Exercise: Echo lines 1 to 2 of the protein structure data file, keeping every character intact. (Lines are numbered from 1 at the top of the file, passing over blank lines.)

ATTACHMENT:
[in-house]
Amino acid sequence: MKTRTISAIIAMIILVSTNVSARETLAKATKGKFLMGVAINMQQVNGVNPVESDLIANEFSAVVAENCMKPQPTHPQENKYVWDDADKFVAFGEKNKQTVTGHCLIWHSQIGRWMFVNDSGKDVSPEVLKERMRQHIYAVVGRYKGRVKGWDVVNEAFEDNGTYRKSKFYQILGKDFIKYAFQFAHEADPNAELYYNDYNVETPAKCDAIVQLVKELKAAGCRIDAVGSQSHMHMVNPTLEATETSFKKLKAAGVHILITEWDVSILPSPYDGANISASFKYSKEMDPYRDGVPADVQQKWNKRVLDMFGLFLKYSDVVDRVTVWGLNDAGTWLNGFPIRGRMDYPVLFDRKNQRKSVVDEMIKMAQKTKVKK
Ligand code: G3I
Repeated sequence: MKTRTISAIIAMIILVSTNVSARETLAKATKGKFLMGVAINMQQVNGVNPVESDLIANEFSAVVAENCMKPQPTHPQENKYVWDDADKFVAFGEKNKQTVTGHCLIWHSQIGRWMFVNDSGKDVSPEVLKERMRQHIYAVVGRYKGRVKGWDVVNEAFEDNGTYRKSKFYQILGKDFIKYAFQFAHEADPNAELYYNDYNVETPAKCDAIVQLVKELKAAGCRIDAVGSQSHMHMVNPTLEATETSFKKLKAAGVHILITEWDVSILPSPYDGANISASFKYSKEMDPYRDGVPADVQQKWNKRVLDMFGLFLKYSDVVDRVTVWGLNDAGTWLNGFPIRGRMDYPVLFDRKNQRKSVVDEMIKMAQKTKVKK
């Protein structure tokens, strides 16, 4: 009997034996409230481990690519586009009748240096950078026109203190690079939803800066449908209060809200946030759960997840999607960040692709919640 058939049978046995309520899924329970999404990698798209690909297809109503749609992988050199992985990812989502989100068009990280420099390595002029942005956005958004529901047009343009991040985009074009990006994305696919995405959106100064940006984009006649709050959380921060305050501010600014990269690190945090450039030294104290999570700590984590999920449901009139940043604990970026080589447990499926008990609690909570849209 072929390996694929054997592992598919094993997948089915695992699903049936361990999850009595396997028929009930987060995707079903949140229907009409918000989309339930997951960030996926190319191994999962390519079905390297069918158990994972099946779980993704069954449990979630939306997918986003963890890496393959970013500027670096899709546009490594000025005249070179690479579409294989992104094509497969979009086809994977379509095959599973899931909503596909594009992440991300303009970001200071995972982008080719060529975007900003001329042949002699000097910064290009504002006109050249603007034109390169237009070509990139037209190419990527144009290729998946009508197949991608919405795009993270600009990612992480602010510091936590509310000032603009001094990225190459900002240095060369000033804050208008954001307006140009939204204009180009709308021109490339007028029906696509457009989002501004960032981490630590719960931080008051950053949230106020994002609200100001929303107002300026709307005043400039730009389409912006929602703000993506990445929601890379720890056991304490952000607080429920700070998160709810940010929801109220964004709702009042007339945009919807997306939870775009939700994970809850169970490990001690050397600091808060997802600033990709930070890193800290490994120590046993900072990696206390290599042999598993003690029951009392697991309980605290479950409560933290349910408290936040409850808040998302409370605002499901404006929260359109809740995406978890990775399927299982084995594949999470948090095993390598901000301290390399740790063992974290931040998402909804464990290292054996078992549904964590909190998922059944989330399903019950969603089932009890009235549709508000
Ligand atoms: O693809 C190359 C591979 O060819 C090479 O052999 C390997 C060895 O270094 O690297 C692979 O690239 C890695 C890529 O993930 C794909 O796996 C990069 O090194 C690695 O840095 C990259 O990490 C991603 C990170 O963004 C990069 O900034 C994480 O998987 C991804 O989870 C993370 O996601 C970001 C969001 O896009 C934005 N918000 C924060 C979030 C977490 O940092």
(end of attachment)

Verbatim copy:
[in-house]
Amino acid sequence: MKTRTISAIIAMIILVSTNVSARETLAKATKGKFLMGVAINMQQVNGVNPVESDLIANEFSAVVAENCMKPQPTHPQENKYVWDDADKFVAFGEKNKQTVTGHCLIWHSQIGRWMFVNDSGKDVSPEVLKERMRQHIYAVVGRYKGRVKGWDVVNEAFEDNGTYRKSKFYQILGKDFIKYAFQFAHEADPNAELYYNDYNVETPAKCDAIVQLVKELKAAGCRIDAVGSQSHMHMVNPTLEATETSFKKLKAAGVHILITEWDVSILPSPYDGANISASFKYSKEMDPYRDGVPADVQQKWNKRVLDMFGLFLKYSDVVDRVTVWGLNDAGTWLNGFPIRGRMDYPVLFDRKNQRKSVVDEMIKMAQKTKVKK